# pointsCovarModel

##### R function to model (and test) the dependence of a point pattern on a spatial numeric covariate

The function is a wrapper for a number of functions out of the extremely useful 'spatstat' package (specifically, ppm(), cdf.test(), auc(), roc(), effectfun()). It allows to test if there is a significant dependence of the input point pattern on a underlying spatial numeric covariate (first-order effect). The function takes as input three datasets: a point patter ('SpatialPointsDataFrame' class), a covariate layer (of 'RasterLayer' class), and a polygon feature ('SpatialPolygonsDataFrame' class) representing the study area and exactly matching the extent of the covariate layer. If the latter is not provided, it is internally worked out from the covariate raster and may make the whole function take a while to complete.

- Keywords
- covariate

##### Usage

`pointsCovarModel(feature, cov.var, studyplot = NULL, oneplot = FALSE)`

##### Arguments

- feature
Feature (of point type; SpatialPointsDataFrame class) representing the spatial point pattern of interest.

- cov.var
Numeric covariate (of RasterLayer class).

- studyplot
Feature (of polygon type; SpatialPolygonsDataFrame) representing the study area and exactly matching the extent of the covariate layer. If NULL, it is worked out from the covariate layer (may make the whole function take a while to complete).

- oneplot
Set to TRUE (default), will plot the charts into a single visualization.

##### Details

The function fits a inhomogeneous Poisson point process (Alternative Model-H1) with intensity of the point pattern as a loglinear function of the underlaying numerical covariate (see Baddeley et al., "Spatial Point Patterns. Methodology and Applications with R", CRC Press 2016, 307-309). Also, the function fits a homogeneous Poisson point model (Null Model-H0, equivalent to Complete Spatial Randomness: Baddeley et al., "Spatial Point Patterns. Methodology and Applications with R", CRC Press 2016, 305-306), that is used as comparison for the inhomogeneous point process model in a Likelihood Ratio test (Baddeley et al., "Spatial Point Patterns. Methodology and Applications with R", CRC Press 2016, 334-335). A significant result, i.e. a low p-value, suggests rejecting the Null Hypothesis of CSR in favour of the Alternative Hypothesis of a Poisson point process affected by a covariate effect (i.e., inhomogeneous intensity due to the influence of the covariate) (Baddeley et al., "Spatial Point Patterns. Methodology and Applications with R", CRC Press 2016, 305).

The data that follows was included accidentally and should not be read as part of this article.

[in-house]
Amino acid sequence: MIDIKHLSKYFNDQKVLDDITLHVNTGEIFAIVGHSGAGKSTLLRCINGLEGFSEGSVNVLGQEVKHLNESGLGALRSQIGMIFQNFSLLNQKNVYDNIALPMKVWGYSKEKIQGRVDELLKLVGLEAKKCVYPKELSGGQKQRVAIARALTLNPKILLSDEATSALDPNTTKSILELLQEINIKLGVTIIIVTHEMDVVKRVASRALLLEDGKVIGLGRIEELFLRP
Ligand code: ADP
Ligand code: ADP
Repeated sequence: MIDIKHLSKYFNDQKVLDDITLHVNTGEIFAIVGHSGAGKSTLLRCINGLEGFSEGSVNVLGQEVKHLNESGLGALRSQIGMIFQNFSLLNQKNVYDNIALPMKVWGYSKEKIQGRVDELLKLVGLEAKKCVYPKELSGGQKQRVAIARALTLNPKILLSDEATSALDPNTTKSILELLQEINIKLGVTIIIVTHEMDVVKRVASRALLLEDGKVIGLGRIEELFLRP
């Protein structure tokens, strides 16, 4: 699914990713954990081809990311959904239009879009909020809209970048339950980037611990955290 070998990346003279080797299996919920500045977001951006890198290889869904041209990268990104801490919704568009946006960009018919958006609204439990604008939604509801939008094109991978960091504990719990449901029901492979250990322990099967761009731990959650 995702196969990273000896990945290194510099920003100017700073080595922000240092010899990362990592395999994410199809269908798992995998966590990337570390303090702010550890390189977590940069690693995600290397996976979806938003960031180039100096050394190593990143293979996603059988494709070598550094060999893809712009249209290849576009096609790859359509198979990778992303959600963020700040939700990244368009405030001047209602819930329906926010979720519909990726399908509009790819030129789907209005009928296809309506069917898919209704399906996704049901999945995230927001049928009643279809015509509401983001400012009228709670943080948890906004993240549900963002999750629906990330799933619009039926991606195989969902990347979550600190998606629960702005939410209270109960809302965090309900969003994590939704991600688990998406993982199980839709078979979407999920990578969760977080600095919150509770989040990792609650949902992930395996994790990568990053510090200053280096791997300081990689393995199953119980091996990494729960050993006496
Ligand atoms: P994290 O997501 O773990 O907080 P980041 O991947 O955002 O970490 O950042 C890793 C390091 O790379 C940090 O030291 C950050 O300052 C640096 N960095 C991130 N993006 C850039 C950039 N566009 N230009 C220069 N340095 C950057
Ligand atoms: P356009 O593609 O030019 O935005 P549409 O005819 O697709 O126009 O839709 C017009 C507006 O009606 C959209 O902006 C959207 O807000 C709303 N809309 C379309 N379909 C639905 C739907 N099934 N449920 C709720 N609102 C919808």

##### Value

The function returns a 4 plots, which can be arranged in just one visualization setting the parameter 'oneplot' to TRUE:

-plot of the point pattern along with the underlaying covariate raster;

-plot of the fitted intensity against the spatial covariate (Baddeley et al., "Spatial Point Patterns. Methodology and Applications with R", CRC Press 2016, 308);

-plot of the cumulative distribution of the covariate at the data points against the cumulative distribution of the covariate at all the spatial location within the study area (rationale: Baddeley et al., "Spatial Point Patterns. Methodology and Applications with R", CRC Press 2016, 184-185);

-plot of the ROC curve, which help assessing the strength of the dependence on the covariate (Baddeley et al., "Spatial Point Patterns. Methodology and Applications with R", CRC Press 2016, 187-188).

-a list containing:

$H0-model: info and relevant statistics regarding the Null Model

$H1-model: info and relevant statistics regarding the Alternative Model

$Model comparison (LRT): results of the Likelihood Ratio test

$AIC-H0: AIC of the Null Model

$AIC-H1: AIC of the Alternative Model

$KS test: information regarding the cumulative distribution comparison via Kolmogorov-Smirnov test

$AUC: AUC statistic

##### See Also

##### Examples

```
# NOT RUN {
#load the point dataset representing the location of Starbucks shops
data(Starbucks)
#load the polygon dataset representing the study area
data(Massachusetts)
#load the raster representing the population density, to be used as covariate
data(popdensity)
#note: a warning message reporting that 4 out of 699 points
# have values of the covariate undefined is expected
results <- pointsCovarModel(Starbucks, popdensity, Massachusetts)
# }
```

*Documentation reproduced from package GmAMisc, version 1.0.0, License: GPL (>= 2)*